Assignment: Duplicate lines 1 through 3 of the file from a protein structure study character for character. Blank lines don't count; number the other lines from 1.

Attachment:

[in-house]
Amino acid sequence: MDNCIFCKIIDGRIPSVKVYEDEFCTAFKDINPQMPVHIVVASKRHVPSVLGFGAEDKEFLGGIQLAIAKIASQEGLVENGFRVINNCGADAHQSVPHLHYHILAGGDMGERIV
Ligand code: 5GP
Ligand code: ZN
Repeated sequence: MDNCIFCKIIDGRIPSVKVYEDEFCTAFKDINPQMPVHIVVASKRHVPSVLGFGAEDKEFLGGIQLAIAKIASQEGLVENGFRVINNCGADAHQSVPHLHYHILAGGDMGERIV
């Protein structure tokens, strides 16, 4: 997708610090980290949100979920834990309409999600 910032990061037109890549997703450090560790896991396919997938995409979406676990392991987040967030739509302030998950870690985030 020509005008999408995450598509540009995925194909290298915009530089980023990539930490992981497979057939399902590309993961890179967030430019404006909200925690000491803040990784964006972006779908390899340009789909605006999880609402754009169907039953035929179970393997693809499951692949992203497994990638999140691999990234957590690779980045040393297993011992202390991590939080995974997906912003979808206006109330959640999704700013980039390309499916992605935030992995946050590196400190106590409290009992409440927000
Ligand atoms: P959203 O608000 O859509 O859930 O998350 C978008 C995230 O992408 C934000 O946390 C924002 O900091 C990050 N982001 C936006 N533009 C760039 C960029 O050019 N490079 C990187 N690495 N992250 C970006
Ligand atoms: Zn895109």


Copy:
[in-house]
Amino acid sequence: MDNCIFCKIIDGRIPSVKVYEDEFCTAFKDINPQMPVHIVVASKRHVPSVLGFGAEDKEFLGGIQLAIAKIASQEGLVENGFRVINNCGADAHQSVPHLHYHILAGGDMGERIV
Ligand code: 5GP